What Are Contaminated Sediments?

Sediments are soil and other mineral particles that settle to the bottom of a body of water. This might seem fairly innocuous, but scientists are starting to think that they may pose an environmental threat. The reason for this is that other compounds and pollutants could attach to the sediments and sink to the bottom with them, thus polluting the body of water and potentially being hazardous to the life living in it.


How Widespread is the Problem?

According to the EPA, sediments are one of the biggest threats that the US environment faces today. The problem is fairly widespread because before we knew how bad the problem with sediments was, water was freely dumped into bodies of water without being sufficiently treated and removed of pollutants.


Shockingly, one in ten bodies of water in the US contain toxic chemicals, according to the EPA! The impact of this is often death, and it can make humans who consume the contaminated water very ill. Animals are indirectly affected, as they will eat several contaminated fish and will ingest large amounts of the toxic chemicals. If humans were to consume these fish (or eat animals who ate the fish) this could lead to toxic food being ingested by humans, which is a significant health risk.


The economic impact of this can also be felt by fishermen. If they cannot fish in waters that they have fished in for their whole lives, it will mean that they may have to change professions or move. Or, they will simply have to catch fewer fish and look in different areas. Either way, it is clear that this will have an increasingly negative impact on the livelihood of many fisherman in the United States, particularly those dealing with fresh water fish.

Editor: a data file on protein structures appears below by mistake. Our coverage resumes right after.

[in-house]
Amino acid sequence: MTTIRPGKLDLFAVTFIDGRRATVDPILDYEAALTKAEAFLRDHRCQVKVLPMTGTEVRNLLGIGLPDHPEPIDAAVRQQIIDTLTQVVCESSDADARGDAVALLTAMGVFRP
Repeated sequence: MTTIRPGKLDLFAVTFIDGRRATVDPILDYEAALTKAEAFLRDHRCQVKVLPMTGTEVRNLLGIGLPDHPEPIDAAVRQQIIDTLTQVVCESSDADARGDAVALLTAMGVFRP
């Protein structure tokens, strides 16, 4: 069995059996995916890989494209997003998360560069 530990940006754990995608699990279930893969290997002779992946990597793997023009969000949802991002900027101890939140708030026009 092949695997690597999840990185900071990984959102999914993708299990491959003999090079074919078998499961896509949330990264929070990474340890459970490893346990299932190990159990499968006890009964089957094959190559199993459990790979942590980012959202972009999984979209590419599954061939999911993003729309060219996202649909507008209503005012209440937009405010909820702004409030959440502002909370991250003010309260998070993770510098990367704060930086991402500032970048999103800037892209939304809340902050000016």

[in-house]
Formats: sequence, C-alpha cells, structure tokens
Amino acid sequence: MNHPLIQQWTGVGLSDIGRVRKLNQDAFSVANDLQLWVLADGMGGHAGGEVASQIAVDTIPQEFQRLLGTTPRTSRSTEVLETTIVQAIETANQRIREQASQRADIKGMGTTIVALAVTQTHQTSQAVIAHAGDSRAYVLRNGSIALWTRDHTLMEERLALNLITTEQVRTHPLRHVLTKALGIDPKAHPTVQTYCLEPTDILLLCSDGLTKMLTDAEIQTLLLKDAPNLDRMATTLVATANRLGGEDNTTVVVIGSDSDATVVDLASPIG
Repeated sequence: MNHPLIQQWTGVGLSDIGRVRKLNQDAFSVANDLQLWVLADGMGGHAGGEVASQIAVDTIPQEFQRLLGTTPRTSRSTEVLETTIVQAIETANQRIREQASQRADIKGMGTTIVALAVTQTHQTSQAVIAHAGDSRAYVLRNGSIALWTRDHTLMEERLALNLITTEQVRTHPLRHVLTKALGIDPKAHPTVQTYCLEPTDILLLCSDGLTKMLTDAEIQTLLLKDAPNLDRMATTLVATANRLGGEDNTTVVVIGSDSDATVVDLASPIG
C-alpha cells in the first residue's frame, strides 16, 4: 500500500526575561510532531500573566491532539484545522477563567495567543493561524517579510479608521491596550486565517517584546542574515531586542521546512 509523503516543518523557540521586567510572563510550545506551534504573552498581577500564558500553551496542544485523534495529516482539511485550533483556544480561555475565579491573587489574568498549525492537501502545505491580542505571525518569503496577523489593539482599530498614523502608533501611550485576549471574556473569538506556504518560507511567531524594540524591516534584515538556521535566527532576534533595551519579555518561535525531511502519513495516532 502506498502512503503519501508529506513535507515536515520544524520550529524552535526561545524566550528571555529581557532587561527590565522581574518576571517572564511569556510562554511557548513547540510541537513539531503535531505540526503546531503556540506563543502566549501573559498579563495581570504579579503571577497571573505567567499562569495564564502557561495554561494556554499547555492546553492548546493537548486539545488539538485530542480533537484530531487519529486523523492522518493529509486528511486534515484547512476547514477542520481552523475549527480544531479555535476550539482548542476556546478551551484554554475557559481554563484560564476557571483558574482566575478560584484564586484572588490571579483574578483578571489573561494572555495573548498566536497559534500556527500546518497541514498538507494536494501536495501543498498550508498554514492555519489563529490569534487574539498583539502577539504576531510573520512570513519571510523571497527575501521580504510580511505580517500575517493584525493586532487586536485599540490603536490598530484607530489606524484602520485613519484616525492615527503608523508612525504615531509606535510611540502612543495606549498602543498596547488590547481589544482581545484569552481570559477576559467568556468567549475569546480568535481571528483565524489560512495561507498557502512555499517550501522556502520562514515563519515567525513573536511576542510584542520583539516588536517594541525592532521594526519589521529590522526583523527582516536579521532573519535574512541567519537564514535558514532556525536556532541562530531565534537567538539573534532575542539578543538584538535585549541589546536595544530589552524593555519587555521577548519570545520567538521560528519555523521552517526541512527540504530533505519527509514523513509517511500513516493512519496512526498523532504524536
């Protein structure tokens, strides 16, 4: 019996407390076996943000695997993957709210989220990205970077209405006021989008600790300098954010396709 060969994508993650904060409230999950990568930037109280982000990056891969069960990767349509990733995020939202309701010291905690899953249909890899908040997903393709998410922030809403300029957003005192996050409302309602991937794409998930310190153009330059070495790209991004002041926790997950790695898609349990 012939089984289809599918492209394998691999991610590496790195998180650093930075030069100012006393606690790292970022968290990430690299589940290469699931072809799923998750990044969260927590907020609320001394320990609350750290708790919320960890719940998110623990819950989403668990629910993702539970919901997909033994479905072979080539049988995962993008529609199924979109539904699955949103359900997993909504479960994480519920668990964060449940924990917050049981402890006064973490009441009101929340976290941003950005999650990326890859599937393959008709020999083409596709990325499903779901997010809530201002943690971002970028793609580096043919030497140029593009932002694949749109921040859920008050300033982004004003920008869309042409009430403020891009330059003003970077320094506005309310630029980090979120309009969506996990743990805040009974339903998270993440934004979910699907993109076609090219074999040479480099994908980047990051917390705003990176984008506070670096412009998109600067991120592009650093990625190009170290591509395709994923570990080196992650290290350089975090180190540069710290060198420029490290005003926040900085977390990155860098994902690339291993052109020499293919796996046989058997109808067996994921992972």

How Does Contamination Occur?

Air pollution can be a large factor in leading to pollution, according to the EPA. Mercury is a very common pollutant which is airborne. In addition, they can be contaminated directly by run off waste from farms, cities and factories (among other industrial activity), all of which often contain toxic pollutants which run straight into bodies of water.


Then, these pollutants will stick to sedimentary particles, then the sedimentary particles sink to the bottom of the body of water, meaning that the entire lake, river, etc will begin to be contaminated with the polluting chemical. All fish will then take in the water, and the toxic chemicals will be transferred through the food chain.

How Can the Problem Be Solved?

Sediment removal, despite being expensive, is one of the solutions. It is removed and placed in a special sediment removal part of a landfill by one method. Additionally, microorganisms that can consume the toxic chemicals are used to try to clean up the site and make it more hospitable.


Alternative and less costly measures can be taken, such as site management. This involves managing the flow of water and directing fish away from known contaminated water sources. While this will not solve the problem, it could be an effective short term way to remedy it.